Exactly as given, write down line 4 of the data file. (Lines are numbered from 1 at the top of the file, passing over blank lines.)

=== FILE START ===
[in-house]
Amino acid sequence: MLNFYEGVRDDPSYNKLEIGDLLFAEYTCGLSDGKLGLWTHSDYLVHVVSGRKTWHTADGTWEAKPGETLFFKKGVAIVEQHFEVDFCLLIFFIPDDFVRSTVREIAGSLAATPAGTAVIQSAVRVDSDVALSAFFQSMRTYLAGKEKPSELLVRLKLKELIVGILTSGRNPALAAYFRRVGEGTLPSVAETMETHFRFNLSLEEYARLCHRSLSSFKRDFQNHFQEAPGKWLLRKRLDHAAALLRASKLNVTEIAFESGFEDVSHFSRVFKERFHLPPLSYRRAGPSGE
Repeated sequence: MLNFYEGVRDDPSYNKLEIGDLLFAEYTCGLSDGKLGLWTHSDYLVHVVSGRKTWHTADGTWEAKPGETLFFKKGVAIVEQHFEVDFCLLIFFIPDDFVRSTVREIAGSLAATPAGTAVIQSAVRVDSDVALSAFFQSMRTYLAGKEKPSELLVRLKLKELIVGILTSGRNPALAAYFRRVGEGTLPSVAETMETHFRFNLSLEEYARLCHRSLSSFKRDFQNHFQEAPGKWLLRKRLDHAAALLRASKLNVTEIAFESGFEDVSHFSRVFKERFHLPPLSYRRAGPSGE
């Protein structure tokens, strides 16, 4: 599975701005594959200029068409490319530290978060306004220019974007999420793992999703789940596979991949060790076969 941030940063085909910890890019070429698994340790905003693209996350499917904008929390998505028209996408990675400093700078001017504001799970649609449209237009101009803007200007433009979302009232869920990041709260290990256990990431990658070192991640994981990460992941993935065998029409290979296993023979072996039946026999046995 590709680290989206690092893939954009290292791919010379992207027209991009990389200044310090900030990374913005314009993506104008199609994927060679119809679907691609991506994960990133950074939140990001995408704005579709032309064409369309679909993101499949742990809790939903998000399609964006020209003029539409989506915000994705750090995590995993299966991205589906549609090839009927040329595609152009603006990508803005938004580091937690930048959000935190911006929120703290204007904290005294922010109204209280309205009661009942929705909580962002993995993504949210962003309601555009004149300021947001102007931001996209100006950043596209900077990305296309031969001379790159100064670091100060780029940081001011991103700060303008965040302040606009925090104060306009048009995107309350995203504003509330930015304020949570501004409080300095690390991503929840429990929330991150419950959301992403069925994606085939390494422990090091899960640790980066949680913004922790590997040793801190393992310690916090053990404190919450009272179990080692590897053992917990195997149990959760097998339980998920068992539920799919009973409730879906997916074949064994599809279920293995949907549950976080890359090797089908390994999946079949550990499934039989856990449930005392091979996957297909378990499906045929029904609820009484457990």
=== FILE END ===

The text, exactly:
């Protein structure tokens, strides 16, 4: 599975701005594959200029068409490319530290978060306004220019974007999420793992999703789940596979991949060790076969 941030940063085909910890890019070429698994340790905003693209996350499917904008929390998505028209996408990675400093700078001017504001799970649609449209237009101009803007200007433009979302009232869920990041709260290990256990990431990658070192991640994981990460992941993935065998029409290979296993023979072996039946026999046995 590709680290989206690092893939954009290292791919010379992207027209991009990389200044310090900030990374913005314009993506104008199609994927060679119809679907691609991506994960990133950074939140990001995408704005579709032309064409369309679909993101499949742990809790939903998000399609964006020209003029539409989506915000994705750090995590995993299966991205589906549609090839009927040329595609152009603006990508803005938004580091937690930048959000935190911006929120703290204007904290005294922010109204209280309205009661009942929705909580962002993995993504949210962003309601555009004149300021947001102007931001996209100006950043596209900077990305296309031969001379790159100064670091100060780029940081001011991103700060303008965040302040606009925090104060306009048009995107309350995203504003509330930015304020949570501004409080300095690390991503929840429990929330991150419950959301992403069925994606085939390494422990090091899960640790980066949680913004922790590997040793801190393992310690916090053990404190919450009272179990080692590897053992917990195997149990959760097998339980998920068992539920799919009973409730879906997916074949064994599809279920293995949907549950976080890359090797089908390994999946079949550990499934039989856990449930005392091979996957297909378990499906045929029904609820009484457990």